conduciveness


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Related to conduciveness: reimpose

con·du·cive

 (kən-do͞o′sĭv, -dyo͞o′-)
adj.
Tending to cause or bring something about; contributive: working conditions not conducive to productivity.

con·du′cive·ness n.
References in periodicals archive ?
The conduciveness of the South African economic environment and small, medium and micro enterprise sustainability: A literature review.
The Youth Hub, initiated in Dubai, incorporates as part of the country's overall conduciveness for innovation and creativity, libraries, idea pods, laboratories, and even a theatre.
The first survey was to rate the overall quality and perception of conduciveness with this learning style, comment on strengths and areas of improvement, and identify technical difficulties.
2005) have pointed to an inverted-U relationship between the degree of competition and innovativeness, stressing the conduciveness of a minimum amount of competition but the destructive effects of excessive competition.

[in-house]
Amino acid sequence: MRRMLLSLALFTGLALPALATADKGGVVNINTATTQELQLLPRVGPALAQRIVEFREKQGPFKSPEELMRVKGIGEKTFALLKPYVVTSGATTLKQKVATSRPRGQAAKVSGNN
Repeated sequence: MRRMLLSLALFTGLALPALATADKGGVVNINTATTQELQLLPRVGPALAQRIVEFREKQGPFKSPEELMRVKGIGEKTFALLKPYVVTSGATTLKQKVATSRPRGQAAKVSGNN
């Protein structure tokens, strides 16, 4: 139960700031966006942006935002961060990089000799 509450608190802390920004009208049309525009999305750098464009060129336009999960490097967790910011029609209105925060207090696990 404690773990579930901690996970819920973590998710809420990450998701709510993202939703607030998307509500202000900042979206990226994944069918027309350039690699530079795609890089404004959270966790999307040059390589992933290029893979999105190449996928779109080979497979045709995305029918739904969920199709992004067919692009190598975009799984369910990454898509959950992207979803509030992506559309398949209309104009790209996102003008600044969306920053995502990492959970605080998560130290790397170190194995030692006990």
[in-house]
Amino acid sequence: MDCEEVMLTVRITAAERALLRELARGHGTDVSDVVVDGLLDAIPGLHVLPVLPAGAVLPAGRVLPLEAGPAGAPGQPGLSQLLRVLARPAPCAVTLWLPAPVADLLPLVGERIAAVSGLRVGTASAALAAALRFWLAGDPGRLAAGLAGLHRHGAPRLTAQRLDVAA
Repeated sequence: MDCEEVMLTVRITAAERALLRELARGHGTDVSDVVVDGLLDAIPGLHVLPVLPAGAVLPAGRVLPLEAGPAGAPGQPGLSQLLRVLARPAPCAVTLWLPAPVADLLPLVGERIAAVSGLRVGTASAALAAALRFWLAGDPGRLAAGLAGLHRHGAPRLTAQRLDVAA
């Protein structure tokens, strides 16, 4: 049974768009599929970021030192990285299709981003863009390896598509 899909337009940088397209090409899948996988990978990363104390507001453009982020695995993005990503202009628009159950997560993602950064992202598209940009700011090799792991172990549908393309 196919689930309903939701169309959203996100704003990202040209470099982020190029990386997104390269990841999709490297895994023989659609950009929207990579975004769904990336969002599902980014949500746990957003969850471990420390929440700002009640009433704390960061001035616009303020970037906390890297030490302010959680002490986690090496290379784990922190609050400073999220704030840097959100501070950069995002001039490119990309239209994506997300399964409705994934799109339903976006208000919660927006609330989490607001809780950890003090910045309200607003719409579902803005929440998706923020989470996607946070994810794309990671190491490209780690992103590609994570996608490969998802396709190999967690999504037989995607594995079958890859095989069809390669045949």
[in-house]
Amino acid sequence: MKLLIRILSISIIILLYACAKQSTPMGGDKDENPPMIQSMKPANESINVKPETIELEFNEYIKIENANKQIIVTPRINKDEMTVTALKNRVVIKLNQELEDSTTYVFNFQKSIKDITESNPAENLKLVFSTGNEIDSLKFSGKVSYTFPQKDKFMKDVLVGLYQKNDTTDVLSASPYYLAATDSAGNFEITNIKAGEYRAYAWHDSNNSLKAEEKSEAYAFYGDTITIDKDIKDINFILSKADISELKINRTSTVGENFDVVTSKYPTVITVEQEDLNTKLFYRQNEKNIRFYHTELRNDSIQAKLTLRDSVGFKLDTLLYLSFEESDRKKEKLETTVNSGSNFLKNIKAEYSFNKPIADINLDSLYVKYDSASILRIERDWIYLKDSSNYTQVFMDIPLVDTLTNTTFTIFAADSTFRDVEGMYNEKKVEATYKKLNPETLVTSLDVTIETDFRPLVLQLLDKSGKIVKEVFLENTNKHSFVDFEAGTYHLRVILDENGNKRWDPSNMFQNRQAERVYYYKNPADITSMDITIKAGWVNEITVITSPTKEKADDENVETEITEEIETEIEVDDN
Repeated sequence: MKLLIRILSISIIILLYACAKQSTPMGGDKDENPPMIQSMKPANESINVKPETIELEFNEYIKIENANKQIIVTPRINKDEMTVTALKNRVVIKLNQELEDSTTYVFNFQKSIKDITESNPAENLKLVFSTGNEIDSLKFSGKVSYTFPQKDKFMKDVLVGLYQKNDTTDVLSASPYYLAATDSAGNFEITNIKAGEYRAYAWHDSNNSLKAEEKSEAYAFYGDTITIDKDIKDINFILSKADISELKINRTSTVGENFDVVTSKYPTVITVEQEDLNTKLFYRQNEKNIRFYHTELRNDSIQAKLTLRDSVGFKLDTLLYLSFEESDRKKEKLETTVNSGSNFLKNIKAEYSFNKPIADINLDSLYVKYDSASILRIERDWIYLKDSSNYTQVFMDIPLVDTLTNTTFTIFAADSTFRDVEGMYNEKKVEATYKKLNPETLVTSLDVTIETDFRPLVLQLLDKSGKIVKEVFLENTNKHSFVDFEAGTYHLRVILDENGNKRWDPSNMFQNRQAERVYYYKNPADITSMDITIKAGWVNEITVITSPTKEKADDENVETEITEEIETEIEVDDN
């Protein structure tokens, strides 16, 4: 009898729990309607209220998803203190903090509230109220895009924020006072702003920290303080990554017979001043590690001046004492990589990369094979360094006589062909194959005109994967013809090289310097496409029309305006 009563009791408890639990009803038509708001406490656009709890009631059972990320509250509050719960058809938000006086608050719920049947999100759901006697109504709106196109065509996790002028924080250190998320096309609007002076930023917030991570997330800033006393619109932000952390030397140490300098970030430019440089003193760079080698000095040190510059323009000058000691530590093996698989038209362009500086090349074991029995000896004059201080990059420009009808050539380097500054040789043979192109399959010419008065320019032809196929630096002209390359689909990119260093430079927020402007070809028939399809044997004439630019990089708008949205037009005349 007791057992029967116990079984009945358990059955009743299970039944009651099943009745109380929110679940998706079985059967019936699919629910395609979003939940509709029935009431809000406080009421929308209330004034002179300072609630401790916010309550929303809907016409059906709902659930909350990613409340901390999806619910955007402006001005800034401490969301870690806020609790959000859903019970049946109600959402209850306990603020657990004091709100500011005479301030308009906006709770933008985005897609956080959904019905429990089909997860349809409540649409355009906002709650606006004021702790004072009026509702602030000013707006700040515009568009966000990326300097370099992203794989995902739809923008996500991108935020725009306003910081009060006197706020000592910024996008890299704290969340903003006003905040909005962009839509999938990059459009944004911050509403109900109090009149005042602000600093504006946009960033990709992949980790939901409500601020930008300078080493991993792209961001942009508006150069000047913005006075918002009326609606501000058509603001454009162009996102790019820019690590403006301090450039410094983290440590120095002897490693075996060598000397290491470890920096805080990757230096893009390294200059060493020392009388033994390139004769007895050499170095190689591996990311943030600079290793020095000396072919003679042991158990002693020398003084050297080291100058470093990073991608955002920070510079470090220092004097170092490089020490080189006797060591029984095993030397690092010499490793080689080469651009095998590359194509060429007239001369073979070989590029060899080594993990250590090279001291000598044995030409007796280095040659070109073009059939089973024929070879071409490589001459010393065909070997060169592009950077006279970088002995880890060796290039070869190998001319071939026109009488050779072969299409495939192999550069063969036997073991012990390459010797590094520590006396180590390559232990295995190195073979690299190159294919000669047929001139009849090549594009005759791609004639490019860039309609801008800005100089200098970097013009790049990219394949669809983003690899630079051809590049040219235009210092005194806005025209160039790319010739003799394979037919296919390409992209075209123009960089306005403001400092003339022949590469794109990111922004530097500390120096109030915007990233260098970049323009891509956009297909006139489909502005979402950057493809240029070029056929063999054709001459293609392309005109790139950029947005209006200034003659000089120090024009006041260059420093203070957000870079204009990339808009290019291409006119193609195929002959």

It provides that tasks should be performed by the level of government most suited to do so and decisions should be taken as closely as possible to the individual citizen, but scholars and politicians contest the relevant criteria by which that determination should be made--efficiency, effectiveness, conduciveness to local democracy or to character formation, and so forth.
The normality of the air is, in accounts of aerial pollution, implicitly and explicitly defined on the basis of its conduciveness to economic growth and political stability.
Goal relevance and goal conduciveness appraisals lead to differential autonomic reactivity in emotional responding to performance feedback.
These factors are hard to disentangle from the individual's perspective and can range from individual experiences and personal preferences to environmental conduciveness.
The 23 local governments from Panay, Guimaras and Negros showed outstanding performance in fiscal management, basic social services, disaster preparedness, business conduciveness, and peace and order.
They saw that gold was greater in value (ajallu qadran) with respect to its beautiful luster, the compactness of its parts (talazzuz alajza), its durability when buried for a long period of time, and its conduciveness to repeated castings in fire.